Ben Hammond
Blog: Ben Hammond.Tech

Blog: Ben Hammond.Tech

Recursive Merge Sort in Vanilla JavaScript

Recursive Merge Sort in Vanilla JavaScript

Continuing to "Study CompSci By Actually Coding"

Ben Hammond

Published on Apr 6, 2021

5 min read

Continuing with the theme of my previous post: Studying Comp Sci by Actually Coding, where I built a Bubble Sort and iterative Binary Search in Javascript, I decided to attempt another classic compsci algorithm: the Merge Sort. This is also a relatively "easy" sort function in terms of understanding the general concept, but proved plenty challenging for me to implement from scratch. The part that confused me the most after just watching the animated gif demos and reading high-level descriptions wasn't the recursive sort, it was actually the subsequent merge step and how it specifically functioned. All of the descriptions glossed over that phase as "simply merge the two back together"... well that's not super helpful when you're actually just trying to figure out how to merge two things in the first place! Recursion in programming? cool. Recursive terminology in documentation? uncool.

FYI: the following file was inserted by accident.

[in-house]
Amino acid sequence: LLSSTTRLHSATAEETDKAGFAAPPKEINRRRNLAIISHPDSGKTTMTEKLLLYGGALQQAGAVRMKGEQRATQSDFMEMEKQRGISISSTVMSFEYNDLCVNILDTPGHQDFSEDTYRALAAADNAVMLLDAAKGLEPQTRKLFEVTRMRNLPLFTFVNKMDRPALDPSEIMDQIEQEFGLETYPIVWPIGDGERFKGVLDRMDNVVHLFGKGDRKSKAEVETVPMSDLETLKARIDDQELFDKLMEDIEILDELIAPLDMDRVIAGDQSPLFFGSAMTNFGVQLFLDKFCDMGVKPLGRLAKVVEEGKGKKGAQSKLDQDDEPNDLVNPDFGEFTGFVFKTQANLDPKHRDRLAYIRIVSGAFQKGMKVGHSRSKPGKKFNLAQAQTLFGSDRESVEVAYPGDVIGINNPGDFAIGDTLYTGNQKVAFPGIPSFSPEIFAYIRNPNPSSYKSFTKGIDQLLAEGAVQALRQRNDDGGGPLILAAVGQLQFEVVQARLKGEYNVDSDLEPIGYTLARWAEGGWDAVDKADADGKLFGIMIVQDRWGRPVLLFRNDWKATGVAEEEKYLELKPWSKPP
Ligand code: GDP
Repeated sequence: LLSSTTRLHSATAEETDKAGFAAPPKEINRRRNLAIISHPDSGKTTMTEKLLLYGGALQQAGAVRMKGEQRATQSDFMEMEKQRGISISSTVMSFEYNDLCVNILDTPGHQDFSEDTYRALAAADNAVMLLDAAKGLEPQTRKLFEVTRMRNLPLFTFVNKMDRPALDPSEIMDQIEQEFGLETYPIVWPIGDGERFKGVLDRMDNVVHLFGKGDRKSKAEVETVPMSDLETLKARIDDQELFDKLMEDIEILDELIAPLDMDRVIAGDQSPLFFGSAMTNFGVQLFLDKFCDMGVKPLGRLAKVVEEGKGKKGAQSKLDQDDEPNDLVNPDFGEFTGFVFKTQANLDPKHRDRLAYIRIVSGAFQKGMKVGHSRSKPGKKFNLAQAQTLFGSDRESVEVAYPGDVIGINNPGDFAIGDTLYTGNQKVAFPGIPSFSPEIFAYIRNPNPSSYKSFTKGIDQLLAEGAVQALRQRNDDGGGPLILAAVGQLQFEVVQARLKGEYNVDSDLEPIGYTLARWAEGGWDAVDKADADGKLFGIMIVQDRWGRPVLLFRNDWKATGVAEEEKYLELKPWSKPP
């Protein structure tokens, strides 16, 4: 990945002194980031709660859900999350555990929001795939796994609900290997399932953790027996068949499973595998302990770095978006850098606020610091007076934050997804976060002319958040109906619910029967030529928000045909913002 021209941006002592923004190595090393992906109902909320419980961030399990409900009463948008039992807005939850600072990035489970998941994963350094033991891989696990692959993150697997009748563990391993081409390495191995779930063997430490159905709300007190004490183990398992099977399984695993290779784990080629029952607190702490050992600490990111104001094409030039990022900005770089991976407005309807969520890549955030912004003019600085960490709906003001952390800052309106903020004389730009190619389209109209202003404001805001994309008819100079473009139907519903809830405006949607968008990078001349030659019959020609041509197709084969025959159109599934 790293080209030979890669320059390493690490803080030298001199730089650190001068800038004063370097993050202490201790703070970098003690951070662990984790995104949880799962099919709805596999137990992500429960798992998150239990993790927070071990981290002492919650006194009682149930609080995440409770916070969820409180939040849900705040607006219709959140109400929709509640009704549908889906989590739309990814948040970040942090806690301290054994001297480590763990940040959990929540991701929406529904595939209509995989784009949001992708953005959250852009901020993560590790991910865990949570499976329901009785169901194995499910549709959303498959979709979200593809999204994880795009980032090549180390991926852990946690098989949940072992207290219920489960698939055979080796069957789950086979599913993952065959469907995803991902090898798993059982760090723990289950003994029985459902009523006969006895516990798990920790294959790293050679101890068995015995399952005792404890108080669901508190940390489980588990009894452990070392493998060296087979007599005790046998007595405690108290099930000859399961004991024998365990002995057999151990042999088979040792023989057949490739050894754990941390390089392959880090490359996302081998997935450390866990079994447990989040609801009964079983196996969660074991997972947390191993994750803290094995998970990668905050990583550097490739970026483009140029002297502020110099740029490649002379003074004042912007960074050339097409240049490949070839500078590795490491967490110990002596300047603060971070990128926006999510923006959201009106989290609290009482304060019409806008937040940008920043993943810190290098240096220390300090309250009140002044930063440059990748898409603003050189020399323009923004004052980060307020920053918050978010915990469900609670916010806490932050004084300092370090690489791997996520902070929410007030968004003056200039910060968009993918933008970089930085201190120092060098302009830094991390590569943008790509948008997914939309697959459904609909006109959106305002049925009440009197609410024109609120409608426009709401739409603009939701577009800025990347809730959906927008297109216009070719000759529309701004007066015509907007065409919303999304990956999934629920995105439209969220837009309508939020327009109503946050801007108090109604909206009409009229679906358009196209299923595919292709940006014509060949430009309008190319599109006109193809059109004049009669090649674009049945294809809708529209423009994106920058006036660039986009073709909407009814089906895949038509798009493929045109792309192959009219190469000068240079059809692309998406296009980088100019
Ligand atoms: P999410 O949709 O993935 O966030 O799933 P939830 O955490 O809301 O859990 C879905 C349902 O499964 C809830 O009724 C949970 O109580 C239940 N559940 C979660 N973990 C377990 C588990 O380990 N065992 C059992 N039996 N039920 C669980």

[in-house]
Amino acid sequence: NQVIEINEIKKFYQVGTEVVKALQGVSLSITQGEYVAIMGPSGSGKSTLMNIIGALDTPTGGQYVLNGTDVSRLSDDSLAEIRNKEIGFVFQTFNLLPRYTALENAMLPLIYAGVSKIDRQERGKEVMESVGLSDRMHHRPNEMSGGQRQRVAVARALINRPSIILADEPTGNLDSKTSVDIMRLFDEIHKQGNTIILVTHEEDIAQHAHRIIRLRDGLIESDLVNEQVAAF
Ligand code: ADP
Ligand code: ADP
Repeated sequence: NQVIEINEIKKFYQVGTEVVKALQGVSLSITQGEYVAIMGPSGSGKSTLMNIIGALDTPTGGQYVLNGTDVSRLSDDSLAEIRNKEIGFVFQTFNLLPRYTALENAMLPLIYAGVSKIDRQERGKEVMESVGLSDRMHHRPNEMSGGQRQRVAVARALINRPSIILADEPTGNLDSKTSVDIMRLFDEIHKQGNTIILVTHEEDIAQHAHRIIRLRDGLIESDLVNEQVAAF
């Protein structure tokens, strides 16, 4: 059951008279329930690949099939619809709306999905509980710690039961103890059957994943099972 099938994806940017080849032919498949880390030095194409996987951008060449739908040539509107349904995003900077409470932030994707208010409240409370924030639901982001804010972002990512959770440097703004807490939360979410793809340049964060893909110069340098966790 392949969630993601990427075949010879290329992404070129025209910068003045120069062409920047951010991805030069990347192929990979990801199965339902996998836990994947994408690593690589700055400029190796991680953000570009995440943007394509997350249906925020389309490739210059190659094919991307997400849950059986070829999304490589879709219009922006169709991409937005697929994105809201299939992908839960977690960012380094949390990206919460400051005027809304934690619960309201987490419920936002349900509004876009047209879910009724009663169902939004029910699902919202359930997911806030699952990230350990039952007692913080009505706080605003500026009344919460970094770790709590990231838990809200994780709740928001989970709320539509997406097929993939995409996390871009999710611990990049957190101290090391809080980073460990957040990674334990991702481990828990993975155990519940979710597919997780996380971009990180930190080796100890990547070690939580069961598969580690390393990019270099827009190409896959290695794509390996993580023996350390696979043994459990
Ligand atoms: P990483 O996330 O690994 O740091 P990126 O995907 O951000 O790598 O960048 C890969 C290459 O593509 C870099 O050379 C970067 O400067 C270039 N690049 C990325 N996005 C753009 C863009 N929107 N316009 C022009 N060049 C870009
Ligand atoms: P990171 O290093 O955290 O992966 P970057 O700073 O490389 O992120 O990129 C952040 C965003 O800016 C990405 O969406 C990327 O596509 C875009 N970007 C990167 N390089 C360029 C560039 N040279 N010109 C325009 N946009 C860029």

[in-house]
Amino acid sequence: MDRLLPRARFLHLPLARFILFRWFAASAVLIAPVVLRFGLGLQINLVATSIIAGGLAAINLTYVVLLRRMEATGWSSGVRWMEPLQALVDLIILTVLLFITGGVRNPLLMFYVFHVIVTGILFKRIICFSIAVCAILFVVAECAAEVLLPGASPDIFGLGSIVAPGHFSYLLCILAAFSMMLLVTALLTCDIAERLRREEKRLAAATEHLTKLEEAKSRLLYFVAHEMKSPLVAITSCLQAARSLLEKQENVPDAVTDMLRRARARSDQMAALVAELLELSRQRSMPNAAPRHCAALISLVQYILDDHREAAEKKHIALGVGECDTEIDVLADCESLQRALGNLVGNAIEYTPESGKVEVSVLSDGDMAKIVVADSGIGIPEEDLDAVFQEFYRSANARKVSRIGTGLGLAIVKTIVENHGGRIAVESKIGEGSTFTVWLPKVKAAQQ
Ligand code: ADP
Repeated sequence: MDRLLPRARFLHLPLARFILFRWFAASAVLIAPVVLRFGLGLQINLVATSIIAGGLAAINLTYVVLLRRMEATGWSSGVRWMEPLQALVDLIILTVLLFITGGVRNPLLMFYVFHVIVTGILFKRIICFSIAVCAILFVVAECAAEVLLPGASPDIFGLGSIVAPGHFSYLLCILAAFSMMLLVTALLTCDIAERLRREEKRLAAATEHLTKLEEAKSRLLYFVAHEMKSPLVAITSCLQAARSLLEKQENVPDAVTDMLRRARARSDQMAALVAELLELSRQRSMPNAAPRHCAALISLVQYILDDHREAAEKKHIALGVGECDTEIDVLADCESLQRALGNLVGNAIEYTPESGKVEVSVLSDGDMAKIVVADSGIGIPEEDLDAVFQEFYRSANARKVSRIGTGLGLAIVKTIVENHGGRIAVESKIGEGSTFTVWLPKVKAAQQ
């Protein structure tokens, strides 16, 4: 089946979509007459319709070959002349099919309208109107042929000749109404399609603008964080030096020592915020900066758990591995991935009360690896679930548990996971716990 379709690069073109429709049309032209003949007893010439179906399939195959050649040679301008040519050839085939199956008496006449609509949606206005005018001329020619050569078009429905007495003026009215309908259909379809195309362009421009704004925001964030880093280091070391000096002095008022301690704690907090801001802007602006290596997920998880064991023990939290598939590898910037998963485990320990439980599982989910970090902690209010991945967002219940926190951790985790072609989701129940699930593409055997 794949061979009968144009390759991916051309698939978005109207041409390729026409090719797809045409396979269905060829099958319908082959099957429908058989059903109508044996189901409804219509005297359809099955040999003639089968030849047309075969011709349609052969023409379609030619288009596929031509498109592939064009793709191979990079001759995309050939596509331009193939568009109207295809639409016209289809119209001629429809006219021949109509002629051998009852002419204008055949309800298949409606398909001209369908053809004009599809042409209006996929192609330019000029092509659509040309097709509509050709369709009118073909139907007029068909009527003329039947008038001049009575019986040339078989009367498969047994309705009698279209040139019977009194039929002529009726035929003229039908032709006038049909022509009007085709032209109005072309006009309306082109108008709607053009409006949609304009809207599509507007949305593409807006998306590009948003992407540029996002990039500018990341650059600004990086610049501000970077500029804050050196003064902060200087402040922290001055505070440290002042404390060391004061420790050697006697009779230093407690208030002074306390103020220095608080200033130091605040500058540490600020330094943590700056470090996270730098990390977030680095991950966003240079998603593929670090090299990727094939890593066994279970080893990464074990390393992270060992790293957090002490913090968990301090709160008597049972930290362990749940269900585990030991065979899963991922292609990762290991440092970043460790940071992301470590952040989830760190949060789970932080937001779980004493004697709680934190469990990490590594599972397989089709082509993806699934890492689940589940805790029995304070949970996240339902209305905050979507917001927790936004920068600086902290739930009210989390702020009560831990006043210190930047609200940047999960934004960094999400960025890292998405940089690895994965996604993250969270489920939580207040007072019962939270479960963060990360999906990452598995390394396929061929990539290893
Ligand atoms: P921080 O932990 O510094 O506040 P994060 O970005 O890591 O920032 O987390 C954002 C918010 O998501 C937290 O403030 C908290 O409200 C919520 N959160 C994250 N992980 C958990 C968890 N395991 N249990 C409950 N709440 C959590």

I started as a I always do... simply throwing around as many console.log() as possible and adding logic step by step to be sure I'm doing what I think I'm doing! One early "gotcha" was that the way this "divide" needs two sub-arrays, as opposed to the way I was doing binary search which technically had three sub-arrays (treating the center element as it's own sub-array). My logic was off as I was defining the "greater than" half sub-array as starting as middleIndex + 1, when it really needed to be simply middleIndex. To test that my recursive sort steps were working, I logged out each step, and then built a fake merge step that simply concatenated the two arrays using the spread operators: let mergedHalves = [...leftHalf, ...rightHalf]. This fake function was helpful because if I had done everything correct in the first step, the entire mergeSort function would break apart the initial array into 1-item sublists, and then rebuild them back in the same order. This was how I discovered my error above, where I was neglecting to included the item at middleIndex.